) is a two-trick pony. Its Cybershield unit--which makes coatings for cell phones that reduce the electromagnetic pulses close to users' heads--was all the rage during the telecom boom. But the stock plunged by half in May, following a warning that fiscal 2000 and 2001 earnings wouldn't meet forecasts.
Luckily, that's only a small piece of the Dallas company's business. Elcor also makes shingles for roofing and coatings for engine parts, and those operations are flourishing. Elcor recently announced that earnings would beat analysts' estimates: The company expects 27 cents to 32 cents per share for its first quarter, 2002, ended Sept. 30, vs. the consensus 19 cents. The stock, trading at 21, is up 27% so far this year. A new $75 million factory in Meyerstown, Pa., will serve a growing Northeast market, says John Kasprzak of BB&T Capital Markets in Richmond, Va. "Further upside surprises are likely, and that's what's going to drive the stock higher," he says.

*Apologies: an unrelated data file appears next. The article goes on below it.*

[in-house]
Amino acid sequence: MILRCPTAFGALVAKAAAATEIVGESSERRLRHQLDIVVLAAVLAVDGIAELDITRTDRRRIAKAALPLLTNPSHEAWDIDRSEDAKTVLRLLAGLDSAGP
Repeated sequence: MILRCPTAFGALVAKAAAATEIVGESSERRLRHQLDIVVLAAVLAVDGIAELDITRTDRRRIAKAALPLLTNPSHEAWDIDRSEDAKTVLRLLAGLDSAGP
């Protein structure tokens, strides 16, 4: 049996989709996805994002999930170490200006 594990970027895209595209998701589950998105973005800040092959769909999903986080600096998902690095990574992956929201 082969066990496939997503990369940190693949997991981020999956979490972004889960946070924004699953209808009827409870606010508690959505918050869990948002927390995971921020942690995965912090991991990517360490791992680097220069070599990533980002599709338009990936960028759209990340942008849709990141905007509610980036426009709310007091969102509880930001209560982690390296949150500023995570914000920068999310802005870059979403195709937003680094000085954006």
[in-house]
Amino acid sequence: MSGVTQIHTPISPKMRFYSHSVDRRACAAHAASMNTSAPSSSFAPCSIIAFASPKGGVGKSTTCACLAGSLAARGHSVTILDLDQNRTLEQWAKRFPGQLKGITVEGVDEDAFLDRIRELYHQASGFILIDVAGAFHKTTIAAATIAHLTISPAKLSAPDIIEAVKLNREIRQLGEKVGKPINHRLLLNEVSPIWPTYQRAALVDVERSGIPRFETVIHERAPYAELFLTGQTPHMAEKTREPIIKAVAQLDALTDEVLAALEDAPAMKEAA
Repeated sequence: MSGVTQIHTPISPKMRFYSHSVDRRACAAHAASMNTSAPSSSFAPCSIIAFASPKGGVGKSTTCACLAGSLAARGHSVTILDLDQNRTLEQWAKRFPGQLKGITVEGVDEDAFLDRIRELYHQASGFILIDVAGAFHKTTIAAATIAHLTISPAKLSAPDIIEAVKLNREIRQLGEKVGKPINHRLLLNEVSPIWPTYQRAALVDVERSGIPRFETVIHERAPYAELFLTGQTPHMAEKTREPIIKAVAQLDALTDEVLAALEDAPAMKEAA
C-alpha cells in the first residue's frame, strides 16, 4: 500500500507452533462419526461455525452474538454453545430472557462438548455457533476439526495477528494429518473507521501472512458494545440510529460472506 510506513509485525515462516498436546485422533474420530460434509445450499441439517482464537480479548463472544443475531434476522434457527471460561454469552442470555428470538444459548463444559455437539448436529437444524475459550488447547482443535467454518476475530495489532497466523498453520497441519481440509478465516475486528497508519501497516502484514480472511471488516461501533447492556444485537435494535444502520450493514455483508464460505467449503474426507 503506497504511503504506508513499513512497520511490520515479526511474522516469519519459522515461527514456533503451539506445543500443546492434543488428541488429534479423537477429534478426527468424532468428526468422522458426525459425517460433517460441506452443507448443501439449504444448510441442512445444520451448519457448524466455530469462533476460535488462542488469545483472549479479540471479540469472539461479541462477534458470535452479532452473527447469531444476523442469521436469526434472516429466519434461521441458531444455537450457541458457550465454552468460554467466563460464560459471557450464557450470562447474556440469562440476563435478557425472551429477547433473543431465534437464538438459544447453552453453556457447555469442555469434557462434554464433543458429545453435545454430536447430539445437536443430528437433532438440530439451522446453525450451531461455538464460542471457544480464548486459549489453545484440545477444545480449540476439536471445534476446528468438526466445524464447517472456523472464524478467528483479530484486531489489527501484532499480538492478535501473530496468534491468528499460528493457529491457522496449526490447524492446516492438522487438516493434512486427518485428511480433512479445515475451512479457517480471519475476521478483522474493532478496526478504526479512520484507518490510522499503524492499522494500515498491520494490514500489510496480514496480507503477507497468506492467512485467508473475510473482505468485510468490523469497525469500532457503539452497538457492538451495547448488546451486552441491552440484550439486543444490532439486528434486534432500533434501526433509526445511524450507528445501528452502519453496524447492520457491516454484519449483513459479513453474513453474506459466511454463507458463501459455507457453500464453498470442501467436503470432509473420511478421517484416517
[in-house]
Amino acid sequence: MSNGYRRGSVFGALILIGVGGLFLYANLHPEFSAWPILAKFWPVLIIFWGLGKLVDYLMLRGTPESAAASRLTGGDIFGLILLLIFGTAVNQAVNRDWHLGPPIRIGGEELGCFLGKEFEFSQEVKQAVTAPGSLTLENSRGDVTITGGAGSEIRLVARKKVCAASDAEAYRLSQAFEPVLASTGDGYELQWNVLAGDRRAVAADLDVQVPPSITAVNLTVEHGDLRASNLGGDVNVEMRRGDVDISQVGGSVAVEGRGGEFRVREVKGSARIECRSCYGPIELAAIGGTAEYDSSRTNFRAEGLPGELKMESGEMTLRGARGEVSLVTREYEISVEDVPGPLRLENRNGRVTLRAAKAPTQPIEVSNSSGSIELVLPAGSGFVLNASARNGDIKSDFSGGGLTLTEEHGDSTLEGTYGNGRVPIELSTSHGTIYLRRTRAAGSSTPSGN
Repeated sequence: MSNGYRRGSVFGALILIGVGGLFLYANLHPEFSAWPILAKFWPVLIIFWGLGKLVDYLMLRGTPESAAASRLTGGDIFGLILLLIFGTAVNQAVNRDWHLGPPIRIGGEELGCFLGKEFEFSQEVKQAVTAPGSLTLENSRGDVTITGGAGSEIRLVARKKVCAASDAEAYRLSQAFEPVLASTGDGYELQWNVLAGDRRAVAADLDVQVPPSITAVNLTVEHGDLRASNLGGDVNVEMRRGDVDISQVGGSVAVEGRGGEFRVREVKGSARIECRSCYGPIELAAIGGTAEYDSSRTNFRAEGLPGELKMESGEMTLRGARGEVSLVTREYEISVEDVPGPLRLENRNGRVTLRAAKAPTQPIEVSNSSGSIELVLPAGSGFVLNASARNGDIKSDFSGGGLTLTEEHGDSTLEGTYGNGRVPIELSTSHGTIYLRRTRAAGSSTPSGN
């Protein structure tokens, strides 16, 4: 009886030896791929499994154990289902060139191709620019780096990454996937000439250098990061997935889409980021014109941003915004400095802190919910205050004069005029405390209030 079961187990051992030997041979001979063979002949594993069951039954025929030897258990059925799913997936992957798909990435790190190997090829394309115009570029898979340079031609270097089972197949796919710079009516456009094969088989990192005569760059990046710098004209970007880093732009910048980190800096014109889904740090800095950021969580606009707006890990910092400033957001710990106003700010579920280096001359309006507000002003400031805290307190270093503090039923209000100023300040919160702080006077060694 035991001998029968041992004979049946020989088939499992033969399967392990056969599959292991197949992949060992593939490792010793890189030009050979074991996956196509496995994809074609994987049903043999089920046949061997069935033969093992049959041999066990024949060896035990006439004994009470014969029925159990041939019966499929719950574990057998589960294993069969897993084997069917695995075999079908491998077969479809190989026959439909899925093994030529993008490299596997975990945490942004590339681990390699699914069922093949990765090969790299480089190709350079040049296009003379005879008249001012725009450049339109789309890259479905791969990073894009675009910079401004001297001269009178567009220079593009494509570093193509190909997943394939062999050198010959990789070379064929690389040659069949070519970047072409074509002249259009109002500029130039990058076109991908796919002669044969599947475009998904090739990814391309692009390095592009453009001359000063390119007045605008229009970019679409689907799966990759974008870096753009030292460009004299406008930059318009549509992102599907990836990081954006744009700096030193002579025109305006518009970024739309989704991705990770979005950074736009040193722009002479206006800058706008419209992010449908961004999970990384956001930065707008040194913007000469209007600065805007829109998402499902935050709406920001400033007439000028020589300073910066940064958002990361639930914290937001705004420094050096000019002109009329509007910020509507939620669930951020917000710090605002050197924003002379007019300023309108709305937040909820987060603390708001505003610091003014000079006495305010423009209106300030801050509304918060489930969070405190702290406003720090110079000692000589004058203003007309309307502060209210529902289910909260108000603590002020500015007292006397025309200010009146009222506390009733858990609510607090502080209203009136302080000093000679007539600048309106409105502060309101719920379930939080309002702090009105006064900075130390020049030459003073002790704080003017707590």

Kasprzak had initially predicted that the new plant would be profitable by June, 2002--but it is already in the money. He says it will ultimately contribute more than $2 a share to yearly earnings. In the meantime, he has raised estimates for fiscal 2002 to $1 a share, up from 45 cents in 2001. Falling prices for oil, a big production cost, will help, he adds. Dwain Carryl at equity-researcher Sidoti in New York, who rates Elcor a "buy," sees the stock hitting 28 in a year. By Mara Der Hovanesian